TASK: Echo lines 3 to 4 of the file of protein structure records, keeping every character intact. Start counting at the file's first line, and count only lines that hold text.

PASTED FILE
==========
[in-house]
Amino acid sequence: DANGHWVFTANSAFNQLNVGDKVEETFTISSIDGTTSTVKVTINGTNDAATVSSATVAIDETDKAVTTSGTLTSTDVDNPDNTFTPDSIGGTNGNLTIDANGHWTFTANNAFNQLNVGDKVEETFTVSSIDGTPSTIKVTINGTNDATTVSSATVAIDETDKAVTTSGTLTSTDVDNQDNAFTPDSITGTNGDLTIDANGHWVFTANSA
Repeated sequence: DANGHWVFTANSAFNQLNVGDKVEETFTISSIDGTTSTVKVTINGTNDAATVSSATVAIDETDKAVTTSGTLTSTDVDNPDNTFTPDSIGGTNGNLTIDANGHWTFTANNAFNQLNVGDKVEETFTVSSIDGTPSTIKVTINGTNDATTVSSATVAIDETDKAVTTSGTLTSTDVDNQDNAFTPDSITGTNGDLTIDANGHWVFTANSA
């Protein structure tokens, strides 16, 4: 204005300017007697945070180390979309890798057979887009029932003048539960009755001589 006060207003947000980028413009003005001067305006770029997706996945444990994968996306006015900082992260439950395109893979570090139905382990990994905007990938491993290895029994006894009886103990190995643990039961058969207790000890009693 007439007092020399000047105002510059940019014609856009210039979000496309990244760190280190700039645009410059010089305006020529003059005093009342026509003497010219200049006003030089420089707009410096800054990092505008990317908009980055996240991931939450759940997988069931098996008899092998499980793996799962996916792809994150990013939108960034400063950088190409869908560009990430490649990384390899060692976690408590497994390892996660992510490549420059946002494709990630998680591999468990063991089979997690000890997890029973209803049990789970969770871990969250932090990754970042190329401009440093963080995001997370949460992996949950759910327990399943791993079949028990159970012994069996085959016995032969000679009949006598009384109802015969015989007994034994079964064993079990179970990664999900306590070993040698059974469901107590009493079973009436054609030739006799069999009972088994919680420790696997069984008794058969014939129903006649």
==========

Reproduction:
Repeated sequence: DANGHWVFTANSAFNQLNVGDKVEETFTISSIDGTTSTVKVTINGTNDAATVSSATVAIDETDKAVTTSGTLTSTDVDNPDNTFTPDSIGGTNGNLTIDANGHWTFTANNAFNQLNVGDKVEETFTVSSIDGTPSTIKVTINGTNDATTVSSATVAIDETDKAVTTSGTLTSTDVDNQDNAFTPDSITGTNGDLTIDANGHWVFTANSA
């Protein structure tokens, strides 16, 4: 204005300017007697945070180390979309890798057979887009029932003048539960009755001589 006060207003947000980028413009003005001067305006770029997706996945444990994968996306006015900082992260439950395109893979570090139905382990990994905007990938491993290895029994006894009886103990190995643990039961058969207790000890009693 007439007092020399000047105002510059940019014609856009210039979000496309990244760190280190700039645009410059010089305006020529003059005093009342026509003497010219200049006003030089420089707009410096800054990092505008990317908009980055996240991931939450759940997988069931098996008899092998499980793996799962996916792809994150990013939108960034400063950088190409869908560009990430490649990384390899060692976690408590497994390892996660992510490549420059946002494709990630998680591999468990063991089979997690000890997890029973209803049990789970969770871990969250932090990754970042190329401009440093963080995001997370949460992996949950759910327990399943791993079949028990159970012994069996085959016995032969000679009949006598009384109802015969015989007994034994079964064993079990179970990664999900306590070993040698059974469901107590009493079973009436054609030739006799069999009972088994919680420790696997069984008794058969014939129903006649």